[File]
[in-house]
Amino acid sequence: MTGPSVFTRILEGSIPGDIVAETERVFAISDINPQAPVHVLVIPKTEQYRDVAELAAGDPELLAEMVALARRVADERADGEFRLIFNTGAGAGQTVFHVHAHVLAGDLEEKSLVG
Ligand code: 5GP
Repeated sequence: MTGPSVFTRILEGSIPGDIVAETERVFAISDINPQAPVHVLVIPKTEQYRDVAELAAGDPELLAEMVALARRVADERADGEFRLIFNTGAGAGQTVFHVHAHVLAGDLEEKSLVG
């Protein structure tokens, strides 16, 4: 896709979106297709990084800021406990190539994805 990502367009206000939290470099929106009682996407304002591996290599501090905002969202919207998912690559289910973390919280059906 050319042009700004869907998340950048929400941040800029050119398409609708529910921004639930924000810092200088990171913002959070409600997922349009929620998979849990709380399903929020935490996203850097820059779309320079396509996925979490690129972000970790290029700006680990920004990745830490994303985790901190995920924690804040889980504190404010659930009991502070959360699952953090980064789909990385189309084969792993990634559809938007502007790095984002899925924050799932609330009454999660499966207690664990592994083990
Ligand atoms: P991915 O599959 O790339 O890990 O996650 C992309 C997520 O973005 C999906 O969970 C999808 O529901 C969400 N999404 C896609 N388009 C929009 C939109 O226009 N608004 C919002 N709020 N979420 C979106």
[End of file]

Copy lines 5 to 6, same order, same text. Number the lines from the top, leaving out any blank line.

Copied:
């Protein structure tokens, strides 16, 4: 896709979106297709990084800021406990190539994805 990502367009206000939290470099929106009682996407304002591996290599501090905002969202919207998912690559289910973390919280059906 050319042009700004869907998340950048929400941040800029050119398409609708529910921004639930924000810092200088990171913002959070409600997922349009929620998979849990709380399903929020935490996203850097820059779309320079396509996925979490690129972000970790290029700006680990920004990745830490994303985790901190995920924690804040889980504190404010659930009991502070959360699952953090980064789909990385189309084969792993990634559809938007502007790095984002899925924050799932609330009454999660499966207690664990592994083990
Ligand atoms: P991915 O599959 O790339 O890990 O996650 C992309 C997520 O973005 C999906 O969970 C999808 O529901 C969400 N999404 C896609 N388009 C929009 C939109 O226009 N608004 C919002 N709020 N979420 C979106």